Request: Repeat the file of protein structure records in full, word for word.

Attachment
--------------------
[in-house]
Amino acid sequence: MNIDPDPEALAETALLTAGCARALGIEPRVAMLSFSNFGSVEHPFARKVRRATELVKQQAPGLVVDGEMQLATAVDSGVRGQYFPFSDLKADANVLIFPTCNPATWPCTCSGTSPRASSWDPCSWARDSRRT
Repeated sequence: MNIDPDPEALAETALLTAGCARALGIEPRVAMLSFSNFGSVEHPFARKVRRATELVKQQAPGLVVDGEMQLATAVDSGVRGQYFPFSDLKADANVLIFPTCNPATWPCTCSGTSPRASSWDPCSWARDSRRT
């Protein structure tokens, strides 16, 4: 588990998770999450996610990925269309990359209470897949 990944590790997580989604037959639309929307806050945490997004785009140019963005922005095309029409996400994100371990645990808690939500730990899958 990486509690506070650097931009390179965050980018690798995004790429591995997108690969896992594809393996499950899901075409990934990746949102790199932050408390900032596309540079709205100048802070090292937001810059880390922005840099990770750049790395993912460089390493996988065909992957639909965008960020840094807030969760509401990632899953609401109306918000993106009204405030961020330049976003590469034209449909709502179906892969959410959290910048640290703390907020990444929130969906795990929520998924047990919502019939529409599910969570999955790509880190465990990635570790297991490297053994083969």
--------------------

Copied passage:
[in-house]
Amino acid sequence: MNIDPDPEALAETALLTAGCARALGIEPRVAMLSFSNFGSVEHPFARKVRRATELVKQQAPGLVVDGEMQLATAVDSGVRGQYFPFSDLKADANVLIFPTCNPATWPCTCSGTSPRASSWDPCSWARDSRRT
Repeated sequence: MNIDPDPEALAETALLTAGCARALGIEPRVAMLSFSNFGSVEHPFARKVRRATELVKQQAPGLVVDGEMQLATAVDSGVRGQYFPFSDLKADANVLIFPTCNPATWPCTCSGTSPRASSWDPCSWARDSRRT
């Protein structure tokens, strides 16, 4: 588990998770999450996610990925269309990359209470897949 990944590790997580989604037959639309929307806050945490997004785009140019963005922005095309029409996400994100371990645990808690939500730990899958 990486509690506070650097931009390179965050980018690798995004790429591995997108690969896992594809393996499950899901075409990934990746949102790199932050408390900032596309540079709205100048802070090292937001810059880390922005840099990770750049790395993912460089390493996988065909992957639909965008960020840094807030969760509401990632899953609401109306918000993106009204405030961020330049976003590469034209449909709502179906892969959410959290910048640290703390907020990444929130969906795990929520998924047990919502019939529409599910969570999955790509880190465990990635570790297991490297053994083969």